Australian homeowners cut back on spending when their mortgage debts are higher, with new research challenging previously-held economic wisdom.

A Reserve Bank of Australia research paper released on Thursday used household spending data to show higher debts mean spending drops.

“We find evidence consistent with a ‘debt overhang effect’ – households cut back on their spending when they have higher levels of outstanding mortgage debt,” the report said.

The research found a 10 per cent increase in debt reduces household expenditure by 0.3 per cent, even when net wealth has stayed the same.

“This suggests that changes in the composition of household balance sheets affect spending, which runs counter to macroeconomic models that combine assets and liabilities into a single measure of net wealth,” the report said.

The report said an increase in owner-occupier debt had important implications for spending across the economy, and goes part of the way to explaining the “puzzle” of unusually weak household spending since the 2008-2009 global financial crisis.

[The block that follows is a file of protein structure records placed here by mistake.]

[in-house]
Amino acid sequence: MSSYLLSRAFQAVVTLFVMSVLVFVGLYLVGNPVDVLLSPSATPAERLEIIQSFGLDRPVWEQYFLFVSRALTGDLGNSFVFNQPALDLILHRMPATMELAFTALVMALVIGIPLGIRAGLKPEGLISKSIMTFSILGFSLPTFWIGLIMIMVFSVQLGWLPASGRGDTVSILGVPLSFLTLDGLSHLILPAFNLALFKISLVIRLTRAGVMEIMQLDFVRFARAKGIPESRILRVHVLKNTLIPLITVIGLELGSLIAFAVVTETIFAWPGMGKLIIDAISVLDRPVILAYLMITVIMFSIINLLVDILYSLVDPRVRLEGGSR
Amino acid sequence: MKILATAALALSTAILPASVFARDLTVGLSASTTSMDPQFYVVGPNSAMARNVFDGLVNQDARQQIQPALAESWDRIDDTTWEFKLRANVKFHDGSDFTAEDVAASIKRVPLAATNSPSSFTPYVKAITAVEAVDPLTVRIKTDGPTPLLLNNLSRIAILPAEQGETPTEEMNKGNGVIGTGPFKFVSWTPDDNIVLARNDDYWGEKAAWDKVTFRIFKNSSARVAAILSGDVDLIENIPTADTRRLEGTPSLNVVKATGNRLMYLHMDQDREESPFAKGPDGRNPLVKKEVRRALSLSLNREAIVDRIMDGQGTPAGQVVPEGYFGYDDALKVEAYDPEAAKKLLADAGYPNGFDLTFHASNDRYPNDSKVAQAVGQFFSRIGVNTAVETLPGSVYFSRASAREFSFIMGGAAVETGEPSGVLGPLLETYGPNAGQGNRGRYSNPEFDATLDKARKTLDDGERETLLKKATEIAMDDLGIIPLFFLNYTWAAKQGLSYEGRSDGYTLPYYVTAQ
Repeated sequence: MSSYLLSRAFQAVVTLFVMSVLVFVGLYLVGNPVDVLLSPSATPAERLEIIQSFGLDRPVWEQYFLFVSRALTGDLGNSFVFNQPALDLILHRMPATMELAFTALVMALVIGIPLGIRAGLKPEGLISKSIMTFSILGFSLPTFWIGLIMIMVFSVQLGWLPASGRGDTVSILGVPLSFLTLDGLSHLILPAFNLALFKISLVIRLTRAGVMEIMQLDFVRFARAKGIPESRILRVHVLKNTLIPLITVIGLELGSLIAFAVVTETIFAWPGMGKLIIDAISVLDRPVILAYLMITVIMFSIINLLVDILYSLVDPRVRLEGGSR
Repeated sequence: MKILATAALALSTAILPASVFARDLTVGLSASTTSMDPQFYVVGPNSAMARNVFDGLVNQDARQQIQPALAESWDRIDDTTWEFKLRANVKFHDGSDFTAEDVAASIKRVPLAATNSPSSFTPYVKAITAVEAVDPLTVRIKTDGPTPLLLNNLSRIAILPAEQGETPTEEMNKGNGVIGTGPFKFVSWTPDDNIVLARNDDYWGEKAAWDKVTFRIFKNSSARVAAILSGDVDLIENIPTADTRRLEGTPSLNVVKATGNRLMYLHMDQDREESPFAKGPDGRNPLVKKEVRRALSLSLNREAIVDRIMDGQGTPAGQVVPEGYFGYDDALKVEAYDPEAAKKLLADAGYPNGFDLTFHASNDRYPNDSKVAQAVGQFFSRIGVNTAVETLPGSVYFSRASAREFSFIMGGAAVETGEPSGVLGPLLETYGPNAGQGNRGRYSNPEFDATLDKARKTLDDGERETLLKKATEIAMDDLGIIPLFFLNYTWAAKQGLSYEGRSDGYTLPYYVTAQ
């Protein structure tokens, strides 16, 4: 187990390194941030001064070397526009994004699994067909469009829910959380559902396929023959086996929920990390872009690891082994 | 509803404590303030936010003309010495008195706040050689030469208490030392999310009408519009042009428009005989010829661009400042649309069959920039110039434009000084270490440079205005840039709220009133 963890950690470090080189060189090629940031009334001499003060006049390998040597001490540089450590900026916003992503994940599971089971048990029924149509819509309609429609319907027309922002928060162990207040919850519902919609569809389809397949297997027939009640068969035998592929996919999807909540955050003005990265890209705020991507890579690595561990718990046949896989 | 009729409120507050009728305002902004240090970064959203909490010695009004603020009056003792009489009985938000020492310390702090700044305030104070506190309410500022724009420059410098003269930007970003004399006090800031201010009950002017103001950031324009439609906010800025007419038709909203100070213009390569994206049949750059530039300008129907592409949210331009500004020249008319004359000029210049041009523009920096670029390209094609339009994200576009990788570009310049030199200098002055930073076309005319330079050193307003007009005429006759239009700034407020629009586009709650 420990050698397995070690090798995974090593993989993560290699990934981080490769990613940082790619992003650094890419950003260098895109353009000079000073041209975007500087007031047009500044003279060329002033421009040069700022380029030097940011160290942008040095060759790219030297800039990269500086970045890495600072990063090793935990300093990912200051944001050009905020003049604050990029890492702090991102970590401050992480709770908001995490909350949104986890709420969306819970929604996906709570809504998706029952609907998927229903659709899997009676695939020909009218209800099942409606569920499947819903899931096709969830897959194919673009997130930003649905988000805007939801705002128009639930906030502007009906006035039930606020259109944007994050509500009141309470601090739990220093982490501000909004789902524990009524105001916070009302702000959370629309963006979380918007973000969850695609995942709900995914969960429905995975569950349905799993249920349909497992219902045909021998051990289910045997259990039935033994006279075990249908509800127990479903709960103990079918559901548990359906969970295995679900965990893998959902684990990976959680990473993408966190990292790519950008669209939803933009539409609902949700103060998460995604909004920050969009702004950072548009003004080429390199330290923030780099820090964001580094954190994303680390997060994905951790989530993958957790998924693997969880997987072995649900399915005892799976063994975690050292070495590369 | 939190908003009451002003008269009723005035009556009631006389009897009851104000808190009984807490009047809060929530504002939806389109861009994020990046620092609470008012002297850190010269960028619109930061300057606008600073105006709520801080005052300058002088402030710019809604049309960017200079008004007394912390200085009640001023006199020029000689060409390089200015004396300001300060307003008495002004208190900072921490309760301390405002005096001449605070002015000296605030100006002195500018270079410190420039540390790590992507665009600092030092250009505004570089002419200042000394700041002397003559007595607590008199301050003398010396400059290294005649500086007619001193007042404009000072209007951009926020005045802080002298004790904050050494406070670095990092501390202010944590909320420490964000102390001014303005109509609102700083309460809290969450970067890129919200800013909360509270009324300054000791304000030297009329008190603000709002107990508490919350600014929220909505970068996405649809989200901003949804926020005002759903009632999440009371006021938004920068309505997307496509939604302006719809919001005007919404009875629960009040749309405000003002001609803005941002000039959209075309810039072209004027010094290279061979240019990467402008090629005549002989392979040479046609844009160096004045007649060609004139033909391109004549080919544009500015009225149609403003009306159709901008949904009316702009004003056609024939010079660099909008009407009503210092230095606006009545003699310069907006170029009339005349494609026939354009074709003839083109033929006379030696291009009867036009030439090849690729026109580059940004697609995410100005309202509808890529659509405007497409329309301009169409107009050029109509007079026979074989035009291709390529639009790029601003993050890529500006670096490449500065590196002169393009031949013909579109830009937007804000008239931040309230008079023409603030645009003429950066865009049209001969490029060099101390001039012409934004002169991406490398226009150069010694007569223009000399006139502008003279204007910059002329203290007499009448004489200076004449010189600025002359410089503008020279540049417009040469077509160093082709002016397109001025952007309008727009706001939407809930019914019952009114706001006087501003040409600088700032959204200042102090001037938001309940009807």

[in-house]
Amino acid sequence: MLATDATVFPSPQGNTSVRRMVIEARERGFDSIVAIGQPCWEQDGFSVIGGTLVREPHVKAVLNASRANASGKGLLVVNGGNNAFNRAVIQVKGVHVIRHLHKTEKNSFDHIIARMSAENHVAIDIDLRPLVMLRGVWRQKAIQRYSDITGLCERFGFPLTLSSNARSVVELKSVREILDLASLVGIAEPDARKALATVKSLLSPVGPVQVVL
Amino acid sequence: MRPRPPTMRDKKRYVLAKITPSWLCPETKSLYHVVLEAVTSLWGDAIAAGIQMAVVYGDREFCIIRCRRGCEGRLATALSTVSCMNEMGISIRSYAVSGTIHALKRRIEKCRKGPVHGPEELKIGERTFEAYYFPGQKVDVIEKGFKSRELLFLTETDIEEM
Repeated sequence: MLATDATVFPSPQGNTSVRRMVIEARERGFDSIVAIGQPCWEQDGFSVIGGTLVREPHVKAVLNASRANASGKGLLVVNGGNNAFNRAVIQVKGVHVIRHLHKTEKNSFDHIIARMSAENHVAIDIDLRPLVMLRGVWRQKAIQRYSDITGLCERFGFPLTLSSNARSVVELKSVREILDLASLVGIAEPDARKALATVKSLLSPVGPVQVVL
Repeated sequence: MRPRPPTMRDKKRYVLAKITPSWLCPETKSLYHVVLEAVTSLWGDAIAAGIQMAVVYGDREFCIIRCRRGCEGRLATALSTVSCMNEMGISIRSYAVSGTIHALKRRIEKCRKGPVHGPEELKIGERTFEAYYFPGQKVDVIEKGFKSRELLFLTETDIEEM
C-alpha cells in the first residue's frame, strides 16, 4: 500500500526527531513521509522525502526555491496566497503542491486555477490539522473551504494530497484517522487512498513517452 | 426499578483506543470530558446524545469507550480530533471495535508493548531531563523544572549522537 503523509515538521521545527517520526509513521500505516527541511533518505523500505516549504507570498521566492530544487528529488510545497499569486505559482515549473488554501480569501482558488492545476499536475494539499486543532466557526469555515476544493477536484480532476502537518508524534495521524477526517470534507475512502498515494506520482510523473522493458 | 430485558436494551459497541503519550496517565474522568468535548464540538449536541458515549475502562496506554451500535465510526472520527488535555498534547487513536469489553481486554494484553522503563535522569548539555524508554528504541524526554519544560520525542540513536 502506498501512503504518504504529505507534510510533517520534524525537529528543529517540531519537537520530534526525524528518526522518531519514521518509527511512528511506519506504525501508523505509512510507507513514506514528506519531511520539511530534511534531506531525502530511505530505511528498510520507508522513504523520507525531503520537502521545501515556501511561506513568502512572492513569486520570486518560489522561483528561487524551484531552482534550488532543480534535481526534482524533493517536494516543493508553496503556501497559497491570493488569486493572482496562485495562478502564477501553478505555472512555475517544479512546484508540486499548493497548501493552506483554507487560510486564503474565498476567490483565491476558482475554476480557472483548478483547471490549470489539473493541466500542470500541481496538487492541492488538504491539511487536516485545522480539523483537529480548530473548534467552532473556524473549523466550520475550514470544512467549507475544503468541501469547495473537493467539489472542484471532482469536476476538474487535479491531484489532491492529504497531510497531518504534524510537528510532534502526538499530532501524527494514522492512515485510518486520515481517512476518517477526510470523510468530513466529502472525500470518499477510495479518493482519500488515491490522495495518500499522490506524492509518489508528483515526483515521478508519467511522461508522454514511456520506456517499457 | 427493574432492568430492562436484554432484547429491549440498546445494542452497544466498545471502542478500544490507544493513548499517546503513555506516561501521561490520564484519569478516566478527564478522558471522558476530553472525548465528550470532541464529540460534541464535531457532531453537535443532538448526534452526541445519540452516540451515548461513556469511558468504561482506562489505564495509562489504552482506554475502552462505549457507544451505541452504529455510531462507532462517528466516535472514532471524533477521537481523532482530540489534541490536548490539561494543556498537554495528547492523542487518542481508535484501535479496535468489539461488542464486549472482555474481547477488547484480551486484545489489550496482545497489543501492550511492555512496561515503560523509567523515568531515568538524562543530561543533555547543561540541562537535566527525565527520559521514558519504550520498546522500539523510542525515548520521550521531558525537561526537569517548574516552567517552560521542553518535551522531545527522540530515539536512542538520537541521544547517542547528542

The Australian Bureau of Statistics also released data on Thursday showing the value of new lending to households fell 1.3 per cent in May, after a 0.6 per cent rise in April.

“Most components of new lending to households fell in May, led by weaker lending for owner-occupier dwellings (down 2.7 per cent) and for investment dwellings (down 1.7 per cent),” ABS chief economist Bruce Hockman said.

Personal finance fell 0.7 per cent in May in seasonally adjusted terms, following a 4.2 per cent rise in April, and is down 16.2 per cent year-on-year.